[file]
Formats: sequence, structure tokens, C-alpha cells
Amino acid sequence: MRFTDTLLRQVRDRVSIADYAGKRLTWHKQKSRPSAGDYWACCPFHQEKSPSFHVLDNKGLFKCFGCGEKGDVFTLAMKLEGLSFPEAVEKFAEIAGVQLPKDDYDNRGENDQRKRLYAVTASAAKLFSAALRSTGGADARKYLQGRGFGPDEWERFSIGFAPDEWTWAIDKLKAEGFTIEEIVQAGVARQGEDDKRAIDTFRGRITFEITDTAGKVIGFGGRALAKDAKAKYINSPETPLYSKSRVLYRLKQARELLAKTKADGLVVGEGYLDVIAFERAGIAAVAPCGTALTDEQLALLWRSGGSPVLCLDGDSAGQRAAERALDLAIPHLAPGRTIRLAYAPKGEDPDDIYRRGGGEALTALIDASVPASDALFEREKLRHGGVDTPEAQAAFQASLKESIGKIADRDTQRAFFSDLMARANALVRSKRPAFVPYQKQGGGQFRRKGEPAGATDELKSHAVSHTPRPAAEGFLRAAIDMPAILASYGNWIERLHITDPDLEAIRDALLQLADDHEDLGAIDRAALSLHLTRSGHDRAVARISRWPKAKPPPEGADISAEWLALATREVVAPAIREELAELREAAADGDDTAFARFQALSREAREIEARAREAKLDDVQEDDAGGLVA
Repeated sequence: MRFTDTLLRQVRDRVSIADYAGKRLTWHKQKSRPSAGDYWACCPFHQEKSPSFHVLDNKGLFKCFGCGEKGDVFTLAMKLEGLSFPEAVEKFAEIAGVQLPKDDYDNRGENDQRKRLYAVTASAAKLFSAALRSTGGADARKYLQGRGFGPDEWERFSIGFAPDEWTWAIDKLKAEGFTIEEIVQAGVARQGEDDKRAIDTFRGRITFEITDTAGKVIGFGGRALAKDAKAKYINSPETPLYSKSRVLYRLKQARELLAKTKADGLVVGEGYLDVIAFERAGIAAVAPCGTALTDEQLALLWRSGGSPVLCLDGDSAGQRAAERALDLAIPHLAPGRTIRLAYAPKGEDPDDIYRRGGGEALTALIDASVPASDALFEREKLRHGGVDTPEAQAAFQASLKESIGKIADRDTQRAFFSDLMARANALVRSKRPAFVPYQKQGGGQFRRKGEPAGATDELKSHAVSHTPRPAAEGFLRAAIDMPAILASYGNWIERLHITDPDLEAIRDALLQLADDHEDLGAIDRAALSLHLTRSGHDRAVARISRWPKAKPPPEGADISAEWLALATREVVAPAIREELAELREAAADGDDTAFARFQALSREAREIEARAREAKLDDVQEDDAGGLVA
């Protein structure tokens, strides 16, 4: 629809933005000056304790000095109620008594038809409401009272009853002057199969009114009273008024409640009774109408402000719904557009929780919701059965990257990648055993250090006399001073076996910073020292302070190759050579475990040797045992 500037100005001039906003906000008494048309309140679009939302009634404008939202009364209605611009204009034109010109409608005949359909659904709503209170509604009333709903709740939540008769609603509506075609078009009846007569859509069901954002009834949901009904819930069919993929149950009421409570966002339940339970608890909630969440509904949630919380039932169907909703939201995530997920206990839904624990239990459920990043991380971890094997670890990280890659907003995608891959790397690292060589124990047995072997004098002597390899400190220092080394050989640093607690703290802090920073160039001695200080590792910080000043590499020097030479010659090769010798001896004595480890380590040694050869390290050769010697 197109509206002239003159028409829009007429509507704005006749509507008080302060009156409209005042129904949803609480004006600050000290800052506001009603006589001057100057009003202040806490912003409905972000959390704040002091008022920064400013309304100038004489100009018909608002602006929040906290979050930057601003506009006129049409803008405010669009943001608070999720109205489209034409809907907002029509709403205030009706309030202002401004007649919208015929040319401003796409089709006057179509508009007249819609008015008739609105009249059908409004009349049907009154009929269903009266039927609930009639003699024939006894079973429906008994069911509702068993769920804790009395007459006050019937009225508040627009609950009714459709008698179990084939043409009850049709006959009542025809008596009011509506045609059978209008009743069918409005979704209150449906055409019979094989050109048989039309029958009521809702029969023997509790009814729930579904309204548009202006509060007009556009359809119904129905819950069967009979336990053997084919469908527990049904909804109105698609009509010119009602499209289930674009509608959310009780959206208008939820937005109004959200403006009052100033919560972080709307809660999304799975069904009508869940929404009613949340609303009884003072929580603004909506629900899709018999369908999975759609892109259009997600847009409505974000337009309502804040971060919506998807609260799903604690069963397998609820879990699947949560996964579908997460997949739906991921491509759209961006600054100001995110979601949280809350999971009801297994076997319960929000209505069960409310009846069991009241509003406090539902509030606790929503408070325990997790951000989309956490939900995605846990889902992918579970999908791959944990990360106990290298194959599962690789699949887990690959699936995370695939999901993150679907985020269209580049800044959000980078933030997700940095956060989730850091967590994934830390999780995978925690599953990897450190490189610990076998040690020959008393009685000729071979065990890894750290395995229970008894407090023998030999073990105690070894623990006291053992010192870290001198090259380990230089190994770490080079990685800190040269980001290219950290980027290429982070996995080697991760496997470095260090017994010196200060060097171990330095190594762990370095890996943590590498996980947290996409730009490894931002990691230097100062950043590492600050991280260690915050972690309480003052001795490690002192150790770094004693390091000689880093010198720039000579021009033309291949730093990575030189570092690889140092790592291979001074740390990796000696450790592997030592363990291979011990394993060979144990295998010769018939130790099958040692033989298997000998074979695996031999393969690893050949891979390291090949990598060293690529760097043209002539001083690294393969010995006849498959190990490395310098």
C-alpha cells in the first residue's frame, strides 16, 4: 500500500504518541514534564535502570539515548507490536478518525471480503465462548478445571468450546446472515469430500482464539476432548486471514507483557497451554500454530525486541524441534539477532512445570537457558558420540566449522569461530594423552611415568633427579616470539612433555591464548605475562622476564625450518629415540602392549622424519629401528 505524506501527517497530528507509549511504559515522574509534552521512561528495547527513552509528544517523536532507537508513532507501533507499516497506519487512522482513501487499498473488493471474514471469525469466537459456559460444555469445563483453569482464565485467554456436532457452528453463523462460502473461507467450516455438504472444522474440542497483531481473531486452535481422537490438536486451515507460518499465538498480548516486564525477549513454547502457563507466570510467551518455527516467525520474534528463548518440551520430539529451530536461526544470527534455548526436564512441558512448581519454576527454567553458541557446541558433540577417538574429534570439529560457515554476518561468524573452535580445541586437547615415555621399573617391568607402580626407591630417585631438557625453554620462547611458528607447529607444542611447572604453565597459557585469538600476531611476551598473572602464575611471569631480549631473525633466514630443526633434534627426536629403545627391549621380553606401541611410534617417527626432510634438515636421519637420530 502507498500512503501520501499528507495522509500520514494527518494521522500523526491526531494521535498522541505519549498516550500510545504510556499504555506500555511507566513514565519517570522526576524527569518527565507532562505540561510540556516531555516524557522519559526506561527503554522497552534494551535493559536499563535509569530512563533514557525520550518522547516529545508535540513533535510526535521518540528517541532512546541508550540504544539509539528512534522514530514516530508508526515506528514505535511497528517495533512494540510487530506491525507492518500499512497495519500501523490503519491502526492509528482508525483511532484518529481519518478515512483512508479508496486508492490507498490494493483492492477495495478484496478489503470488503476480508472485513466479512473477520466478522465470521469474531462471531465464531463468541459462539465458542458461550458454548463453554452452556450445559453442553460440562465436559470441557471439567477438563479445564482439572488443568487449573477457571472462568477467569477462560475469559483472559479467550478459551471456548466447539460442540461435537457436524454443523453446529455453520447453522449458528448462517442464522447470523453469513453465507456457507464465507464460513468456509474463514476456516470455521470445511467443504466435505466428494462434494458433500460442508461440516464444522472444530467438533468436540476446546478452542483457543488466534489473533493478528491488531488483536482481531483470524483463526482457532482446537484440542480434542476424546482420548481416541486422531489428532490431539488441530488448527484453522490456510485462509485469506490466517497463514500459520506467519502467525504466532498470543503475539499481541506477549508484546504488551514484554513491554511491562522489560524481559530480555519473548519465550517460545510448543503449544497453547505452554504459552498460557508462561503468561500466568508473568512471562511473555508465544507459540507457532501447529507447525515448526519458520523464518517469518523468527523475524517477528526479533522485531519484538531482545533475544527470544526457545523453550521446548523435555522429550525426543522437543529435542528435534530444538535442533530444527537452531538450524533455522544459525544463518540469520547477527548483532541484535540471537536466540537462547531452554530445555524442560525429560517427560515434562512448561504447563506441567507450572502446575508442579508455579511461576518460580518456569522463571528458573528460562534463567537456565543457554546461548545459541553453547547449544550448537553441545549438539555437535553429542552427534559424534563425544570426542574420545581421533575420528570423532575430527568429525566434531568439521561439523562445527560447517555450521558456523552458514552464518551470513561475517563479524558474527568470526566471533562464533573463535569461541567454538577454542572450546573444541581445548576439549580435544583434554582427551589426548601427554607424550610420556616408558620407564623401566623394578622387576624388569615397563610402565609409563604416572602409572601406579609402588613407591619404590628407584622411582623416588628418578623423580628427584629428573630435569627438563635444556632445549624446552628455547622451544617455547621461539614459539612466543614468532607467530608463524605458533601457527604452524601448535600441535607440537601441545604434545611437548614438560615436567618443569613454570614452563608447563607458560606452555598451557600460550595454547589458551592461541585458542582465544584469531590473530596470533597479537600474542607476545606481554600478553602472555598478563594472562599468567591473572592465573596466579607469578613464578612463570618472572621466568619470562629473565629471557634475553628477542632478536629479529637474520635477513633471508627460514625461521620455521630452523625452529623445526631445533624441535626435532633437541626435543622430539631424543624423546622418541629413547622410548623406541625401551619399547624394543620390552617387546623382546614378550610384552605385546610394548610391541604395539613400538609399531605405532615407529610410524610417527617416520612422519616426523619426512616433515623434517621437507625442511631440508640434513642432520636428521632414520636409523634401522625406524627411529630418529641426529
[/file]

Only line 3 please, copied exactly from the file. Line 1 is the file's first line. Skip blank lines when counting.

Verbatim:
Repeated sequence: MRFTDTLLRQVRDRVSIADYAGKRLTWHKQKSRPSAGDYWACCPFHQEKSPSFHVLDNKGLFKCFGCGEKGDVFTLAMKLEGLSFPEAVEKFAEIAGVQLPKDDYDNRGENDQRKRLYAVTASAAKLFSAALRSTGGADARKYLQGRGFGPDEWERFSIGFAPDEWTWAIDKLKAEGFTIEEIVQAGVARQGEDDKRAIDTFRGRITFEITDTAGKVIGFGGRALAKDAKAKYINSPETPLYSKSRVLYRLKQARELLAKTKADGLVVGEGYLDVIAFERAGIAAVAPCGTALTDEQLALLWRSGGSPVLCLDGDSAGQRAAERALDLAIPHLAPGRTIRLAYAPKGEDPDDIYRRGGGEALTALIDASVPASDALFEREKLRHGGVDTPEAQAAFQASLKESIGKIADRDTQRAFFSDLMARANALVRSKRPAFVPYQKQGGGQFRRKGEPAGATDELKSHAVSHTPRPAAEGFLRAAIDMPAILASYGNWIERLHITDPDLEAIRDALLQLADDHEDLGAIDRAALSLHLTRSGHDRAVARISRWPKAKPPPEGADISAEWLALATREVVAPAIREELAELREAAADGDDTAFARFQALSREAREIEARAREAKLDDVQEDDAGGLVA